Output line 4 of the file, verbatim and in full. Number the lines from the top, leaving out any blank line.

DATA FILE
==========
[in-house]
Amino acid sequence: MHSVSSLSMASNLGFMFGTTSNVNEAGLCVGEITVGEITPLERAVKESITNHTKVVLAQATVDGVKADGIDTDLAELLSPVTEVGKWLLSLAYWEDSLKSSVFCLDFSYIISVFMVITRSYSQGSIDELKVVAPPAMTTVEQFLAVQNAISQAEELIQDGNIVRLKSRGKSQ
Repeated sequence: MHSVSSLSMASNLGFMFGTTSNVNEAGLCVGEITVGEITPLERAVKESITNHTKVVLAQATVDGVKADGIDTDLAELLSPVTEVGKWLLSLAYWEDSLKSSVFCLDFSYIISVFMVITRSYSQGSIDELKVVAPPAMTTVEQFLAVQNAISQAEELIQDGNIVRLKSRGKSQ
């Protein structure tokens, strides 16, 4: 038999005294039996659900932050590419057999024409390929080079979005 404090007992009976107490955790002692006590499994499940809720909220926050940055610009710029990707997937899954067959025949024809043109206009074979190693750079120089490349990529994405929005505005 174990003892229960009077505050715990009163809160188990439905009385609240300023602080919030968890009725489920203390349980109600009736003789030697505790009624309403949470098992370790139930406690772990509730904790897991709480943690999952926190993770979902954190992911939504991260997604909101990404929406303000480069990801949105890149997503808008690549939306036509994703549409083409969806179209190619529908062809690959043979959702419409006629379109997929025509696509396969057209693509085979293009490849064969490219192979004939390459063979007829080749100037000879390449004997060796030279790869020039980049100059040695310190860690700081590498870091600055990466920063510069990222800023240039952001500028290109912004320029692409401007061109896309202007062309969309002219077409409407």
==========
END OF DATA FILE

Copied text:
């Protein structure tokens, strides 16, 4: 038999005294039996659900932050590419057999024409390929080079979005 404090007992009976107490955790002692006590499994499940809720909220926050940055610009710029990707997937899954067959025949024809043109206009074979190693750079120089490349990529994405929005505005 174990003892229960009077505050715990009163809160188990439905009385609240300023602080919030968890009725489920203390349980109600009736003789030697505790009624309403949470098992370790139930406690772990509730904790897991709480943690999952926190993770979902954190992911939504991260997604909101990404929406303000480069990801949105890149997503808008690549939306036509994703549409083409969806179209190619529908062809690959043979959702419409006629379109997929025509696509396969057209693509085979293009490849064969490219192979004939390459063979007829080749100037000879390449004997060796030279790869020039980049100059040695310190860690700081590498870091600055990466920063510069990222800023240039952001500028290109912004320029692409401007061109896309202007062309969309002219077409409407």